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6709 Hiromiyuki, provisional designation 1989 CD, is a background or Florian asteroid from the inner regions of the asteroid belt, approximately 4 kilometers (2.5 miles) in diameter. It was discovered on 2 February 1989, by Japanese amateur astronomers Masaru Arai and Hiroshi Mori at the Yorii Observatory in Japan.[1] The possibly elongated S-type asteroid has a rotation period of 6.8 hours.[5] It was named after the Hiroshi Mori's children, Hiroyuki and Miyuki.[1]

6709 Hiromiyuki
Discovery [1]
Discovered byM. Arai
H. Mori
Discovery siteYorii Obs.
Discovery date2 February 1989
MPC designation(6709) Hiromiyuki
Named after
Hiroyuki and Miyuki
(Discoverer's children)
1989 CD · 1955 SX
1973 UM3 · 1991 RX7
main-belt[1][2] · (inner)
background[3][4] · Flora[5]
Orbital characteristics[2]
Epoch 23 March 2018 (JD 2458200.5)
Uncertainty parameter 0
Observation arc62.44 yr (22,808 d)
Aphelion2.7247 AU
Perihelion1.9728 AU
2.3488 AU
3.60 yr (1,315 d)
0° 16m 25.68s / day
Physical characteristics
Mean diameter
3.975±0.519 km[6]
4.50 km (calculated)[5]
6.828±0.001 h[7]
0.24 (assumed)[5]
S (assumed)[5]

Orbit and classificationEdit

Hiromiyuki is a non-family asteroid of the main belt's background population when applying the hierarchical clustering method to its proper orbital elements.[3][4] Based on osculating Keplerian orbital elements, the asteroid has also been classified as a member of the Flora family (402), a giant asteroid family and the largest family of stony asteroids in the main-belt.[5]

Hiromiyuki orbits the Sun in the inner asteroid belt at a distance of 2.0–2.7 AU once every 3 years and 7 months (1,315 days; semi-major axis of 2.35 AU). Its orbit has an eccentricity of 0.16 and an inclination of 2° with respect to the ecliptic.[2] The body's observation arc begins with its first observation as 1955 SX at Goethe Link Observatory in September 1955, more than 33 years prior to its official discovery observation at Yorii.[1]

Physical characteristicsEdit

Hiromiyuki is an assumed S-type asteroid based on its classification into the Flora family.[5]

Rotation periodEdit

In February 2007, a rotational lightcurve of Hiromiyuki was obtained from photometric observations by Donald P. Pray at Carbuncle Hill Observatory (912), in collaboration with Adrián Galád, Marek Husárik, and Julian Oey. Lightcurve analysis gave a rotation period of 6.828 hours with an exceptionally high brightness amplitude of 1.00±0.02 magnitude (U=3), which typically indicates that the body has an elongated shape.[5][7]

Diameter and albedoEdit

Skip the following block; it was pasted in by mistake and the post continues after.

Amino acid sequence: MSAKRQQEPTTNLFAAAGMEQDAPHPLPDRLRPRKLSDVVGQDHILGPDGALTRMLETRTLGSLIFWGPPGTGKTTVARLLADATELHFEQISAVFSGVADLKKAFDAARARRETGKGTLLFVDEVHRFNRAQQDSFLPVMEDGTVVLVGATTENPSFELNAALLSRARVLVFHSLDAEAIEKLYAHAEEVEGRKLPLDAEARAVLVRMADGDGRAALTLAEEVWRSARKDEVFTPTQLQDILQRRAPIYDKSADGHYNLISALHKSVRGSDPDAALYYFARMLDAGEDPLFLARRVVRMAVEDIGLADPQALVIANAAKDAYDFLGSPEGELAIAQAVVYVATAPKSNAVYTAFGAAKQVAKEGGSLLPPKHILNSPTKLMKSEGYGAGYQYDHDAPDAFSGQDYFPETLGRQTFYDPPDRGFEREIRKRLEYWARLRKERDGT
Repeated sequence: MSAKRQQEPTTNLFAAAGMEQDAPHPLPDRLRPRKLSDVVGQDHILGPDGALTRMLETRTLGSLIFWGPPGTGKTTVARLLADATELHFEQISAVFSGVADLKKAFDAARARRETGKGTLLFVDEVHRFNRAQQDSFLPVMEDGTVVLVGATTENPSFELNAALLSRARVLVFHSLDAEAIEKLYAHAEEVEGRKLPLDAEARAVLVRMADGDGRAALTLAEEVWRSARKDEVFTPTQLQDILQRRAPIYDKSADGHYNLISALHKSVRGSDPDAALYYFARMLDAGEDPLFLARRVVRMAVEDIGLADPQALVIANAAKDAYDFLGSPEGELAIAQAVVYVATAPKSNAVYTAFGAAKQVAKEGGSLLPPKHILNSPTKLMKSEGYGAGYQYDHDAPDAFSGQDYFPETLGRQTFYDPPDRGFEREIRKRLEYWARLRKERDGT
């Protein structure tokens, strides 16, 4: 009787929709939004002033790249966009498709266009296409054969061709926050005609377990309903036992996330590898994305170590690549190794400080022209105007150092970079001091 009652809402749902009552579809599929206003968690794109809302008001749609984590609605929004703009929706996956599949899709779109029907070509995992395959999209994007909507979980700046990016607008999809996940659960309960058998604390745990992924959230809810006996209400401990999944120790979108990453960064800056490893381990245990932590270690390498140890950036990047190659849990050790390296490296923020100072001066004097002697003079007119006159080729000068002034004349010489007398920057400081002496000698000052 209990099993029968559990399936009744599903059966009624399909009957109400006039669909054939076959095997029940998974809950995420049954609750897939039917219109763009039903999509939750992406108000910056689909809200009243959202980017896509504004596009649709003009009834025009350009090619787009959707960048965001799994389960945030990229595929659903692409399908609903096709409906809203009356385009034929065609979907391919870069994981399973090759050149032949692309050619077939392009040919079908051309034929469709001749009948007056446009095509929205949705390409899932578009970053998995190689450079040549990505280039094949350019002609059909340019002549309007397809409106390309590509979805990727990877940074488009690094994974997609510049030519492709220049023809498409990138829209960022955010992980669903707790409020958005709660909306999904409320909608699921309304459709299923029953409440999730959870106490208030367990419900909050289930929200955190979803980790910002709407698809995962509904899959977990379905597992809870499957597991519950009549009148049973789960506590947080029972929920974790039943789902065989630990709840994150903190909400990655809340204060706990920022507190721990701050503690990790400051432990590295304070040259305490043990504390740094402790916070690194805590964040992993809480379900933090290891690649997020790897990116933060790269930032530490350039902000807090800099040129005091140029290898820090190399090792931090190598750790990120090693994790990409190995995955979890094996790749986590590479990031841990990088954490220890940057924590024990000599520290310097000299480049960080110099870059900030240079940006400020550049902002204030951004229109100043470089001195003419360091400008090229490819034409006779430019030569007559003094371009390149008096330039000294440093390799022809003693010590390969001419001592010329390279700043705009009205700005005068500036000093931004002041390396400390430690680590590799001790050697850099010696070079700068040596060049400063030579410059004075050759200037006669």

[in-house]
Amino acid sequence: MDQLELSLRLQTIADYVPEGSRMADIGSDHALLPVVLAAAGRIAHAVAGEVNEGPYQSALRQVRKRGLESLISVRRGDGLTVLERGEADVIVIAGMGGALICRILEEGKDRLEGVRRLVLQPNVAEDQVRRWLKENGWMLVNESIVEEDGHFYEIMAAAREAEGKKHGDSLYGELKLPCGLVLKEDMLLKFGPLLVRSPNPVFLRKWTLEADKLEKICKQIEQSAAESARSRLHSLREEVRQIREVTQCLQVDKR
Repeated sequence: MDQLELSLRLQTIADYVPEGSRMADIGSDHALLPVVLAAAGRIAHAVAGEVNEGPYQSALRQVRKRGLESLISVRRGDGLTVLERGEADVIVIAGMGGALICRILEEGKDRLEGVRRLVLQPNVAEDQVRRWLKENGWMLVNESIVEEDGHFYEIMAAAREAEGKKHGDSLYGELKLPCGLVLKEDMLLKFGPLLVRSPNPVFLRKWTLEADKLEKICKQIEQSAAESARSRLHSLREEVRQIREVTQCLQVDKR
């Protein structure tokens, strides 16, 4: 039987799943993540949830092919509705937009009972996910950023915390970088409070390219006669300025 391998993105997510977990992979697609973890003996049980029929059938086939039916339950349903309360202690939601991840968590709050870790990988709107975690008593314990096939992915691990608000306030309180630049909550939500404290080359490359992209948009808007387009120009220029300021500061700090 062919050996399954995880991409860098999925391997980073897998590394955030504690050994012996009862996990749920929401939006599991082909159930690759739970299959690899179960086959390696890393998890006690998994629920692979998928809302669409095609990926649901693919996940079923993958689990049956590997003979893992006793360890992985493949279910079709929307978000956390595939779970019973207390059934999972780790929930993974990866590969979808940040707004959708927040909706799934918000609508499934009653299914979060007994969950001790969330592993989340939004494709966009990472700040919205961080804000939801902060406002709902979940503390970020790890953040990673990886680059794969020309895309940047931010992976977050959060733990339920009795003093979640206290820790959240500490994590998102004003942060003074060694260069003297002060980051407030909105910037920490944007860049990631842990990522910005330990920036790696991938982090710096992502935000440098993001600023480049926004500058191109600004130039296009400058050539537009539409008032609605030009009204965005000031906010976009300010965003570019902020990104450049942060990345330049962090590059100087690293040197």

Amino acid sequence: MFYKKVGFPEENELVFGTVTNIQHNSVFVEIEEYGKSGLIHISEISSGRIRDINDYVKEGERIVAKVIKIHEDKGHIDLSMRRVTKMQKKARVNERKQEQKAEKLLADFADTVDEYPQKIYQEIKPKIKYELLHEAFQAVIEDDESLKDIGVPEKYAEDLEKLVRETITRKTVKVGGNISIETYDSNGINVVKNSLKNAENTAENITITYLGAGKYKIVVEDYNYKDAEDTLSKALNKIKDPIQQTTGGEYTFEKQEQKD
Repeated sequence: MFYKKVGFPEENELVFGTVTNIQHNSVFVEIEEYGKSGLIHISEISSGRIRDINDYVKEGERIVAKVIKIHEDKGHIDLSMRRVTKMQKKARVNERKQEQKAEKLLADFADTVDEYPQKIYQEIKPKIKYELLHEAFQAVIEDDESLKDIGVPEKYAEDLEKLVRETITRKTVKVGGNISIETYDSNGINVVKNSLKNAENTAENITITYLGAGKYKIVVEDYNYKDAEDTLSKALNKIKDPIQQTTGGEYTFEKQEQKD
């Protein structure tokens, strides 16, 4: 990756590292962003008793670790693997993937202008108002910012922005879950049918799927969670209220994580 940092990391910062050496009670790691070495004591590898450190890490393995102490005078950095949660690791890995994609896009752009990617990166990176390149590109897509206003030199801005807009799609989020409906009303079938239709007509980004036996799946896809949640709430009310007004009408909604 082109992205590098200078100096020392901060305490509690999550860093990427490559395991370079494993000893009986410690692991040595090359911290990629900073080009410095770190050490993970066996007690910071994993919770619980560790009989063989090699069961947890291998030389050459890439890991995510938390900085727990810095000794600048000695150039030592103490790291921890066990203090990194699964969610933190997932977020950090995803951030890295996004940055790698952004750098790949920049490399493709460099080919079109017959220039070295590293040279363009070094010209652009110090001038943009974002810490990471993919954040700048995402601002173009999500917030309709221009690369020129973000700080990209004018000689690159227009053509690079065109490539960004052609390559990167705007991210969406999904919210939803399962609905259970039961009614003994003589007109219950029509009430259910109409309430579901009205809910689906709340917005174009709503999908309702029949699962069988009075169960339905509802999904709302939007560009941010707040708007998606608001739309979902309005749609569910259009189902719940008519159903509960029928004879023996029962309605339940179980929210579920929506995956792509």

According to the survey carried out by the NEOWISE mission of NASA's Wide-field Infrared Survey Explorer, Hiromiyuki measures 3.98 kilometers in diameter and its surface has a high albedo of 0.34.[6] The Collaborative Asteroid Lightcurve Link assumes an albedo of 0.24 – derived from 8 Flora, the parent body of the Flora family – and calculates a diameter of 4.50 kilometers based on an absolute magnitude of 13.9.[5]


This minor planet was named after Hiroyuki (born 1991) and Miyuki Mori (born 1993), son and daughter of the second co-discoverer Hiroshi Mori.[1] The official naming citation was published by the Minor Planet Center on 6 March 2004 (M.P.C. 51186).[8]


  1. ^ a b c d e f "6709 Hiromiyuki (1989 CD)". Minor Planet Center. Retrieved 3 May 2018.
  2. ^ a b c d "JPL Small-Body Database Browser: 6709 Hiromiyuki (1989 CD)" (2018-02-27 last obs.). Jet Propulsion Laboratory. Retrieved 3 May 2018.
  3. ^ a b "Small Bodies Data Ferret". Nesvorny HCM Asteroid Families V3.0. Retrieved 3 May 2018.
  4. ^ a b "Asteroid 6709 Hiromiyuki – Proper Elements". AstDyS-2, Asteroids – Dynamic Site. Retrieved 29 October 2019.
  5. ^ a b c d e f g h i j "LCDB Data for (6709) Hiromiyuki". Asteroid Lightcurve Database (LCDB). Retrieved 3 May 2018.
  6. ^ a b c d Nugent, C. R.; Mainzer, A.; Masiero, J.; Bauer, J.; Cutri, R. M.; Grav, T.; et al. (December 2015). "NEOWISE Reactivation Mission Year One: Preliminary Asteroid Diameters and Albedos" (PDF). The Astrophysical Journal. 814 (2): 13. arXiv:1509.02522. Bibcode:2015ApJ...814..117N. doi:10.1088/0004-637X/814/2/117. Retrieved 3 May 2018.
  7. ^ a b Pray, Donald P.; Galad, Adrian; Husarik, Marek; Oey, Julian (March 2008). "Lightcurve Analysis of Fourteen Asteroids". The Minor Planet Bulletin. 35 (1): 34–36. Bibcode:2008MPBu...35...34P. ISSN 1052-8091. Retrieved 3 May 2018.
  8. ^ "MPC/MPO/MPS Archive". Minor Planet Center. Retrieved 3 May 2018.

External linksEdit